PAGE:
A Book Review Essay by Tony Williams.
Deliberately described as a “provocative film scholar,” this prolific, self-educated expert in film, who has written more than 250 books in the area of popular culture, now turns his attention to a specific species of an audience he knows very well that he will offend by this very book (Mississippi, 2018). It opens with not a “buyer beware” but a “reader beware” outlining an iconoclastic approach that some may take offense at:
This books contains Material that May be Offensive to Film Buffs.
Discretion is Advised.
Similarly, Because of its Anecdotal Style,
Together with Some of the Author’s comments,
the Book May Well Offend Academics in the Film Community. (ix)
Slide’s subject matter concerns a particular type of individual obsessed by particular aspects of film that has “generally taken over the film buff’s life to the detriment of relationships and paying work” (4). It is definitely an obsession but in many ways, as the title denotes, a “magnificent obsession,” and, as much as the author may attempt to distance himself from the group he describes by humorous, critical comments based on real-life observations, I do suspect an unconscious admiration for this community that began in the early 1910s and continues, in a different form, to the present day. Why else would he have devoted his time to such a book in the first place? However, he is quick to discriminate between the “kind and helpful” (ix) older generation, many of which he knew, and their small group of successors, an “inarticulate, but loudmouthed group of individuals, easily identifiable as today’s film buffs” (ix).
As with all the author’s work, this book is characterized by its accessible, informal style presenting no obstacle to the general reader with academic jargon, one characterized by scrupulous research and detailed citations except when he has to rely on his memory of events and individuals, neither of which were committed to paper at the time. The result is an engaging and fascinating perspective of this obsession in all its different manifestations that may not appear worthy of attention to most people in the academic community. It nevertheless forms the focus of an engaging and witty book that is one of the most pleasurable I’ve read this year.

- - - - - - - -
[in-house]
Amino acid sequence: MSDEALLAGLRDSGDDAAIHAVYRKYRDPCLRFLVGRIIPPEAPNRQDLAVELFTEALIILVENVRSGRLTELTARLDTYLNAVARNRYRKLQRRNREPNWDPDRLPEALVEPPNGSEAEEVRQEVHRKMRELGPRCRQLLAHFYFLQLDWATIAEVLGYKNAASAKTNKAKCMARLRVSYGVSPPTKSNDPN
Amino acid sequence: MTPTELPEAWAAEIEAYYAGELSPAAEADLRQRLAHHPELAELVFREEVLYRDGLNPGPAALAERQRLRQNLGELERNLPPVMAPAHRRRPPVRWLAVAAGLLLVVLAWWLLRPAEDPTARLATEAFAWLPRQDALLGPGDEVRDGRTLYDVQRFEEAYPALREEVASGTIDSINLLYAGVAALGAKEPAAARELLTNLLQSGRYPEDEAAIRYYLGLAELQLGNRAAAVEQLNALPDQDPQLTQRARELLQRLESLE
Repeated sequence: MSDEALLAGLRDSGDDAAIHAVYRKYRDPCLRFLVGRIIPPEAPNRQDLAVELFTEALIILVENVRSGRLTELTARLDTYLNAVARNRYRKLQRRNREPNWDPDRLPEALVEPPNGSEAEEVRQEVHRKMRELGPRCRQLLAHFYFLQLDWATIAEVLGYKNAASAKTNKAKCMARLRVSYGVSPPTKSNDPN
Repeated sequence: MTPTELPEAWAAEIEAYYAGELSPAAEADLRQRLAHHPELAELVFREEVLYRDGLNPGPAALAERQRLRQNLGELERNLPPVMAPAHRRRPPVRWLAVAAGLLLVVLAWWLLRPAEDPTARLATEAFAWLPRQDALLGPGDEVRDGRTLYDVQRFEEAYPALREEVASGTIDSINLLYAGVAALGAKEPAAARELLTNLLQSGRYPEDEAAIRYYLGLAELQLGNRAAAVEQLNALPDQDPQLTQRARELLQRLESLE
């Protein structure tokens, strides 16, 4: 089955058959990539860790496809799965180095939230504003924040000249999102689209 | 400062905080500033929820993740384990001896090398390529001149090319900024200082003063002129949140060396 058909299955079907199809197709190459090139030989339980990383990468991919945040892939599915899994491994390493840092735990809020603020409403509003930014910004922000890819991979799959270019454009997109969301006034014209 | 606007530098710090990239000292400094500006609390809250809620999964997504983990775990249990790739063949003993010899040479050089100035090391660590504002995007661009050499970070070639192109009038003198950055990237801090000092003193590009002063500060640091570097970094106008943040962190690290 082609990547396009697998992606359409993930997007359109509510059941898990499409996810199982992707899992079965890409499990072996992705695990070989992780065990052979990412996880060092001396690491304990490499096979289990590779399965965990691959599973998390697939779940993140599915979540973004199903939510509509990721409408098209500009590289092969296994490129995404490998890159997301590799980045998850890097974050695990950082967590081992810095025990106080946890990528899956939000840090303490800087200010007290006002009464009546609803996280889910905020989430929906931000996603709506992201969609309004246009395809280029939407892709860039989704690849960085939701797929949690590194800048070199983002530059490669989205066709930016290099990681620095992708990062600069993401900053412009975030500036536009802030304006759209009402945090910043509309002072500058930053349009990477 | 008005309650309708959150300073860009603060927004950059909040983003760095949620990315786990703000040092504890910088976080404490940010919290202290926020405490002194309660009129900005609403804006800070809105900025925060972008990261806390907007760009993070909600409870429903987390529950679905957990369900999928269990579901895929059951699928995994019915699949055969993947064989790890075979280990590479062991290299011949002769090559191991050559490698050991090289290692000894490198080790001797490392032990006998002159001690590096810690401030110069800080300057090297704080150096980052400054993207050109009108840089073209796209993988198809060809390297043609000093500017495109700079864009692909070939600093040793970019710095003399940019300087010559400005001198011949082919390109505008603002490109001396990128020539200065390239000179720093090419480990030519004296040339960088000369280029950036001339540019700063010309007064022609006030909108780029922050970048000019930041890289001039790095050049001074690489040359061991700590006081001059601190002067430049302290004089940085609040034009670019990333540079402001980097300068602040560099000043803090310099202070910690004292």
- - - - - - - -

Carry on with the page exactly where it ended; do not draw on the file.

Following acknowledgments and introduction, the book falls into thirteen informative chapters dealing with defining the “Film Buff”: Fan Clubs and Fan Mail; the role of buff pioneer Chaw Mank (1902-1985); Film Buff Screenings; the Film Buff Collector, Film Buff Publishing, Publications, and Bookstores; the Film Buff as Scholar; the Role of the Old Silent Movie Theatre; Sex and the Film Buff; Organized Film Buffs; the Prolific Joe Franklin; Stalkers; and The Film Buff, the Internet, and the New Age.” Helpful Notes, Bibliography, and Index follow.
Slide presents the reader with a fascinating history, at times resembling a version of “Fellini meets Mondo Caine” in its gallery of bizarre and eccentric characters devoted not to F.R. Leavis Common Pursuit of Great Literature but an obsessive fascination with cinema in all its forms. However, despite its emphasis on the bizarre changing “Ripley’s Believe It or Not” into Slide’s particular version, Magnificent Obsession provides balance not just with its emphasis on characters treading a fine line between sanity and madness but also the respect given to the memory of revered figures such as William K. Everson, DeWitt Bodeen, and Herman G. Weinberg as well as that earlier revered generation of buffs who, according to some, maintained the lost virtues of civility and were always willing to share their findings with others.
Quoting a 1964 description by William K. Everson of Theodore Huff Memorial Film Society members, Slide refers nostalgically to a